Donkeys: Miniature, Standard, Mammoth: A Veterinary Guide For Owners And Breeders, by Stephen R. Purdy
I must admit that of all the books I have read on donkeys this is the one that I enjoyed the least. Admittedly, that is not the fault of the author, but simply a recognition of the fact that his aims and mine are not the same. I tend to enjoy thinking about donkeys with regards to their personalities or quirkiness or intelligence and I enjoy reading about their history as well as how they can be cared for and even how they appear in scripture. None of these are matters that the author is particularly interested in, as he is focused narrowly on the question of how to care for the health of donkeys with special interest in the breeding of donkeys, which is an area that I have little interest in, which definitely affects my enjoyment of this book. That is not to say that this book is by any means bad, but it simply is not as much fun for me to read this sort of account as it is for me to read something that is aimed at a wider audience.
This book is about 150 pages overall and is divided into several chapters. The book begins with a very brief history of the donkey (1) and then moves on to discuss ways that the donkey is different from the horse in terms of its facial structure and genetic makeup, among other things (2). There is a discussion of nutrition (3) as well as herd health (4). The author then turns his attention to infectious diseases (5) as well as the issues that donkeys sometimes have in their digestive system with colic (6). After that the author examines the musculoskeletal system and the problem that donkeys have with arthritis and other concerns in their feet (7) before closing the main part of the book with chapters on reproduction (8), including field breeding and anatomy, and then pregnancy, neonatology, and lactation (9), so that breeders may be able to care for pregnant mares as well as baby foals. After that there are three appendices which provide normal physical examination parameters for donkeys, donkey reference ranges for blood hemogram and serum chemistry tests, and then resources for donkey owners after which there is a glossary and index for readers to find materials.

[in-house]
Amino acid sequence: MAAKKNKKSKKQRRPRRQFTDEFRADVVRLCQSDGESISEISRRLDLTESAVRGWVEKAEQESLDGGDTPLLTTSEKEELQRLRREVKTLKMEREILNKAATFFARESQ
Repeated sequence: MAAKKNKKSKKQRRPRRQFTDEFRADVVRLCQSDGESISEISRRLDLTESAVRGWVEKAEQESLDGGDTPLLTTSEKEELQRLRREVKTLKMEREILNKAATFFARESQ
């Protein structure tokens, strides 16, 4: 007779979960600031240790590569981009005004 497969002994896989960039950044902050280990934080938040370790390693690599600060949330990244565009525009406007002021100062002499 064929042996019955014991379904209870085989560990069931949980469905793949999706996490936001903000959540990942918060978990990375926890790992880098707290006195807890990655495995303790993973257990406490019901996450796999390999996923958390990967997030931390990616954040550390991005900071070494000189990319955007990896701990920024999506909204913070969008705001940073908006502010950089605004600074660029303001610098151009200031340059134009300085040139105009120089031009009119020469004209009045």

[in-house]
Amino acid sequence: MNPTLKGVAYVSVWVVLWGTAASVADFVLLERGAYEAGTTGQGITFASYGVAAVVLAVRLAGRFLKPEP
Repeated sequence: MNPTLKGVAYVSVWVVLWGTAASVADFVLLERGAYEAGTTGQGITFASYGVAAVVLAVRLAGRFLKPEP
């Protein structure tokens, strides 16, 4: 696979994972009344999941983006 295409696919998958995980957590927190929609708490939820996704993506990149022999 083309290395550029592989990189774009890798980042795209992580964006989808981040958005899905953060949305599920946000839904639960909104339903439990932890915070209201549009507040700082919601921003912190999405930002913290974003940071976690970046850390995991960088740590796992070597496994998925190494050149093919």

Nevertheless, even if this book is not written to appeal to me it is certainly an informative book about how to take care of donkeys. Donkeys are truly animals with global importance and they are also animals whose care is somewhat more complicated than many other animals, especially when it comes to dealing with feet, something I can personally relate to given my own foot issues. It is also interesting to see just how much donkeys are affected by colic, knowing how digestion is something that particularly matters to me when it comes to my own health. I am not sure the extent to which the writer is attempting to encourage readers to empathize with the health concerns that donkeys face, but in his focus on matters of health and nutrition the author clearly is looking to help breeders maximize their income through providing the best possible health for their donkey herds, which is likely to be an expensive proposition when one considers all of the ways that donkeys would require potentially costly care when it comes to deworming or having their shoes replaced or dealing with various diseases or receiving the right kind of feed. Perhaps the wise reader would reflect on this book and temper the expectations for wealth from one’s breeding efforts.